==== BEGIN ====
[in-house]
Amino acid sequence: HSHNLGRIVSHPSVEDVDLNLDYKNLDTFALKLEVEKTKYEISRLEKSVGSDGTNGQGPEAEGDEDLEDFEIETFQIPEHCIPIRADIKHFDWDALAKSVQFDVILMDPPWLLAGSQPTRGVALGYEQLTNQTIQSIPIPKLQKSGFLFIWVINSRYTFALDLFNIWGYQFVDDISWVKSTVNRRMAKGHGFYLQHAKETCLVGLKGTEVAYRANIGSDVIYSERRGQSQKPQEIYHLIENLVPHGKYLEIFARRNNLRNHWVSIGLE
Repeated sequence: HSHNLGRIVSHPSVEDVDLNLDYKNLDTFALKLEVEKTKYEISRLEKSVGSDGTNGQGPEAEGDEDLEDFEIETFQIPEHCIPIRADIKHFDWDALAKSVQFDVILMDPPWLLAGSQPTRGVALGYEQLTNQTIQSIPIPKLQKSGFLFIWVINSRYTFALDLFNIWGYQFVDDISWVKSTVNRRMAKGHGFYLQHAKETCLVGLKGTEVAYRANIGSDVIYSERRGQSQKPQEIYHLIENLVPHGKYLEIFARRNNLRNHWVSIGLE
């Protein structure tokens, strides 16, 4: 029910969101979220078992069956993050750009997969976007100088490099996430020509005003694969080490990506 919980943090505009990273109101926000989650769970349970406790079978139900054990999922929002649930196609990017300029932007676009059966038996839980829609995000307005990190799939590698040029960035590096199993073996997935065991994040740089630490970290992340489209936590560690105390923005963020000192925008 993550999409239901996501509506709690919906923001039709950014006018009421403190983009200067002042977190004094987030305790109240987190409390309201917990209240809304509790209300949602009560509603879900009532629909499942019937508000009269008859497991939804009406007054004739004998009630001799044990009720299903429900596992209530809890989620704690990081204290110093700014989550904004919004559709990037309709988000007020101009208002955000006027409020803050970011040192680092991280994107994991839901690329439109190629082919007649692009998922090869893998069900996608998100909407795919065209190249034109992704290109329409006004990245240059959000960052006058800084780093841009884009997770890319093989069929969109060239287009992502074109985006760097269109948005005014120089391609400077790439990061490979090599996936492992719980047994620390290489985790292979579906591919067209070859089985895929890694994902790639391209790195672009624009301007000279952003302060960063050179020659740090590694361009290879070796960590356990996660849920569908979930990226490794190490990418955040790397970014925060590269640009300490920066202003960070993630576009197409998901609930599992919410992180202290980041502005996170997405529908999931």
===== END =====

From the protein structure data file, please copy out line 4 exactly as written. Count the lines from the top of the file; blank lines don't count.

């Protein structure tokens, strides 16, 4: 029910969101979220078992069956993050750009997969976007100088490099996430020509005003694969080490990506 919980943090505009990273109101926000989650769970349970406790079978139900054990999922929002649930196609990017300029932007676009059966038996839980829609995000307005990190799939590698040029960035590096199993073996997935065991994040740089630490970290992340489209936590560690105390923005963020000192925008 993550999409239901996501509506709690919906923001039709950014006018009421403190983009200067002042977190004094987030305790109240987190409390309201917990209240809304509790209300949602009560509603879900009532629909499942019937508000009269008859497991939804009406007054004739004998009630001799044990009720299903429900596992209530809890989620704690990081204290110093700014989550904004919004559709990037309709988000007020101009208002955000006027409020803050970011040192680092991280994107994991839901690329439109190629082919007649692009998922090869893998069900996608998100909407795919065209190249034109992704290109329409006004990245240059959000960052006058800084780093841009884009997770890319093989069929969109060239287009992502074109985006760097269109948005005014120089391609400077790439990061490979090599996936492992719980047994620390290489985790292979579906591919067209070859089985895929890694994902790639391209790195672009624009301007000279952003302060960063050179020659740090590694361009290879070796960590356990996660849920569908979930990226490794190490990418955040790397970014925060590269640009300490920066202003960070993630576009197409998901609930599992919410992180202290980041502005996170997405529908999931």